The Twilight Zone of Cyber ResponseDecember 10, 2013
Could this really happen? Is a cyber attack an emergency? Individuals and businesses (large and small) are victimized by cyber attacks every day. Denial-of-service attacks, financial and identity theft, stealing intellectual property—these all are crimes. If you can't call 911 when you are hacked, what can you do? The non-emergency police number will produce no better results.
Today we are witnessing a wide range of consequences from our increasing reliance on cyberspace. Many of these consequences have been beneficial—from real-time broadcasting of alerts from disaster areas, to social media-fueled uprisings against oppressive regimes, to worldwide communities collaborating to develop open source software.
As with any human endeavor, though, there are those who see this new environment as another opportunity for crime. We are not yet able to provide adequate "emergency" responses to victims or protect users in cyberspace.
A victim of a physical crime can call for help and reasonably expect to receive a timely response from an organization created and authorized to provide that assistance. But nothing like this exists for cyberspace. There are too many potential and actual victims, and the real-time data flow is too large for police, the military, or the courts to respond to quickly enough to provide effective help. The typical victim of a cyber attack will be unable to do anything more than reformat the affected system and request new credit cards. Victims of some types of cybercrime, like intellectual property theft (and especially trade secret theft), have almost no recourse. They fall into the twilight zone of cyber response.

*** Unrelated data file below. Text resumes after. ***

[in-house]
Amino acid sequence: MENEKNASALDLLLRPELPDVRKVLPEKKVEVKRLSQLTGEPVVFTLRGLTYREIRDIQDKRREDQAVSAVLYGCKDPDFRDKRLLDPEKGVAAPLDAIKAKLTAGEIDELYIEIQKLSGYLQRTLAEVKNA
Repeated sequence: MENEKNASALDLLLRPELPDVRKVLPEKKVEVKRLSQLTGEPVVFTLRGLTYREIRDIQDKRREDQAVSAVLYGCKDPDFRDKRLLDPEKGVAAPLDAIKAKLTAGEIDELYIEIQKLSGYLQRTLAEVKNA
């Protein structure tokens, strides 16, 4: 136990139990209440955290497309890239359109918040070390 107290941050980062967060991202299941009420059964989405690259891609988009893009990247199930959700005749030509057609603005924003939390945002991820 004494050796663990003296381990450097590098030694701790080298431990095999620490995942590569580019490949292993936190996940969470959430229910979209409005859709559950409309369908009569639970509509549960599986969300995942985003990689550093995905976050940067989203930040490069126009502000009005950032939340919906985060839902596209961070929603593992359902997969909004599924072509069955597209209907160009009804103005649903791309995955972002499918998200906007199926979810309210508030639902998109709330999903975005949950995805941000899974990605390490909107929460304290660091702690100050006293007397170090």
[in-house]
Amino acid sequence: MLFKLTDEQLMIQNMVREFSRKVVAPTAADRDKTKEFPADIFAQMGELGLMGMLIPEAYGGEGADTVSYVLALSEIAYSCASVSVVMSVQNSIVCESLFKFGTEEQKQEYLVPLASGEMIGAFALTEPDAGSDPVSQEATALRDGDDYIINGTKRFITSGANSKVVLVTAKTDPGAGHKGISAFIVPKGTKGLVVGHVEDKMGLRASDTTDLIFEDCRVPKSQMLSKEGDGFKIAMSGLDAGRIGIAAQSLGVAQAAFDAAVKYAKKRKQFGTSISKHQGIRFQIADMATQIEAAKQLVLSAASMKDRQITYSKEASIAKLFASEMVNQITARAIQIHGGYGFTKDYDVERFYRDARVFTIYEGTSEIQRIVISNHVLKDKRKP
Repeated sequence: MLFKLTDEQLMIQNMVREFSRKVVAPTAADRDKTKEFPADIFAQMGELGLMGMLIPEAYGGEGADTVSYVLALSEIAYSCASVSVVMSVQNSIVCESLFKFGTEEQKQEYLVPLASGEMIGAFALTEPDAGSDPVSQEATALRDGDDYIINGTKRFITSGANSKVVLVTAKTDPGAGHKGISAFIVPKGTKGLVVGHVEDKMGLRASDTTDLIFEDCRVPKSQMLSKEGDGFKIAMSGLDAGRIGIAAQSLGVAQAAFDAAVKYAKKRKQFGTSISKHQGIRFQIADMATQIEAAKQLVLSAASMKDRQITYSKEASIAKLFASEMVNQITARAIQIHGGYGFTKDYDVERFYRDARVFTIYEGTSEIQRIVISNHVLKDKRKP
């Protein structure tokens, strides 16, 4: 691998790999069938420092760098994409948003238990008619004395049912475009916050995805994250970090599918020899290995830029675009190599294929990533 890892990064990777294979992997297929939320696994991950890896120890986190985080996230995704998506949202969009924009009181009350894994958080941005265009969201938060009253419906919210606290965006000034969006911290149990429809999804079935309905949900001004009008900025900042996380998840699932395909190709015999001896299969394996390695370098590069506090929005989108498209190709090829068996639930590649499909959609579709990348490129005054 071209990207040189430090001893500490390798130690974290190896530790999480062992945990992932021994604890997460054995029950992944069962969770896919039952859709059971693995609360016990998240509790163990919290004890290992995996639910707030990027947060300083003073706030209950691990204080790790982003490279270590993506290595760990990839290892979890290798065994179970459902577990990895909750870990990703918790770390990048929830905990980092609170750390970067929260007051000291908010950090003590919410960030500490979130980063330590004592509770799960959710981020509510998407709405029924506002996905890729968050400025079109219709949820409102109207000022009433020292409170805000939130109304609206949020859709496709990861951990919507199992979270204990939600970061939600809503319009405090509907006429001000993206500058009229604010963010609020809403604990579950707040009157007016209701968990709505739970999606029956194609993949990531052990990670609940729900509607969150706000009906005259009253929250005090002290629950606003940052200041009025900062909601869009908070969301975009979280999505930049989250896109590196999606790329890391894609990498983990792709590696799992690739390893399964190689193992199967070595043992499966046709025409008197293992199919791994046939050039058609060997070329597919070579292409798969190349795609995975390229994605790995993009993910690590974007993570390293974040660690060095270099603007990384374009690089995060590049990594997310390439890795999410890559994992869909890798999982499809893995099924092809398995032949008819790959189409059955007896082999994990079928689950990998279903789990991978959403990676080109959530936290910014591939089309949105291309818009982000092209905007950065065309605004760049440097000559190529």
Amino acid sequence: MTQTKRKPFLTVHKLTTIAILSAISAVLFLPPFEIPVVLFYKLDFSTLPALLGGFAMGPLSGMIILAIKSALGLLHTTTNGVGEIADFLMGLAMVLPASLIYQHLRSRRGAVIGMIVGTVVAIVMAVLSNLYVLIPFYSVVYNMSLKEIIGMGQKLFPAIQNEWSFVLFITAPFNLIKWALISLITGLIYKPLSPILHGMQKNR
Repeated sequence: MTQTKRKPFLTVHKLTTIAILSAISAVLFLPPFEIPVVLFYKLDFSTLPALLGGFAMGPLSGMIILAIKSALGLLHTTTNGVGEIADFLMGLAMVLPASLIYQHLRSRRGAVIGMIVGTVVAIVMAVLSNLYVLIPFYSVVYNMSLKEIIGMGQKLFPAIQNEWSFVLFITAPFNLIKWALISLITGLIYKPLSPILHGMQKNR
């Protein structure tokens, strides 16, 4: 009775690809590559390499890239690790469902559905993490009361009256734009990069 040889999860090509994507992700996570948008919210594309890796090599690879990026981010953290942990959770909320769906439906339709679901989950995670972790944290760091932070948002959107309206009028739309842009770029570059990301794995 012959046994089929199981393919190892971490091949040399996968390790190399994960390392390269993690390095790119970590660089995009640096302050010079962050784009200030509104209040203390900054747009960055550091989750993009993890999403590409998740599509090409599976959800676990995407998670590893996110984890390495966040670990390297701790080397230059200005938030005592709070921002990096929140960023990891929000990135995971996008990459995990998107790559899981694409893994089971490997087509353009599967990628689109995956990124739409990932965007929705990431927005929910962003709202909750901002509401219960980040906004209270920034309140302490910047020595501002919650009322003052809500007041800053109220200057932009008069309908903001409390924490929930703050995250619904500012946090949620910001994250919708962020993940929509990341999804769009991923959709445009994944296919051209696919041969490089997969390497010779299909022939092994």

This state of affairs has eroded public confidence in the ability of local law enforcement and national security institutions to defend the nation and its citizens from cyber attack. Ideally, we would put smart heads together and generate a thoughtful, well-organized approach to the problem of crime in cyberspace, but that has not yet happened. Partly, this is because we are accustomed to dealing with crime at the local, state, and federal level, rather than as a global matter. (Certainly, international espionage is not a new phenomenon, but the share of "off-line crime" that is truly international is small.)
By contrast, global crime, as best we can determine, is the norm in cyberspace. The matter is further complicated by the fact that it is rarely possible to clearly identify a perpetrator's identity, nationality, or location. Absent an extremely sophisticated victim, perpetrators remain unidentifiable.
Investigations of cyber crimes are also very different from investigations of physical crimes. Those who respond to physical crime are trained to identify clues, take reports, and preserve and track evidence using (primarily) human-based processes. Once a crime scene is cordoned off, fingerprints can be gathered systematically, the entire scene can be meticulously photographed, blood stains can be scrutinized in a lab for DNA, and so on.
There is no way to cordon off the "always active" environment of cyberspace. Digital evidence can deteriorate very quickly, and when available, it can be difficult to access and preserve. We need to think anew about appropriate, effective, local responses to cyber attacks that originate from around the globe.
An Active Defense Approach?
One path we might investigate is a more active role for victims. While mugging victims are generally in no condition to defend themselves after an attack, some victims of cyber crimes can actually help in their own defense. Some of the nation's most profitable companies own sophisticated networks with monitoring capabilities that can track and preserve critical evidence, which would otherwise quickly expire. Today, the law discourages those who could play a more active role in an investigation—those who could, in fact, partner with law enforcement to identify, capture, and preserve transient digital evidence.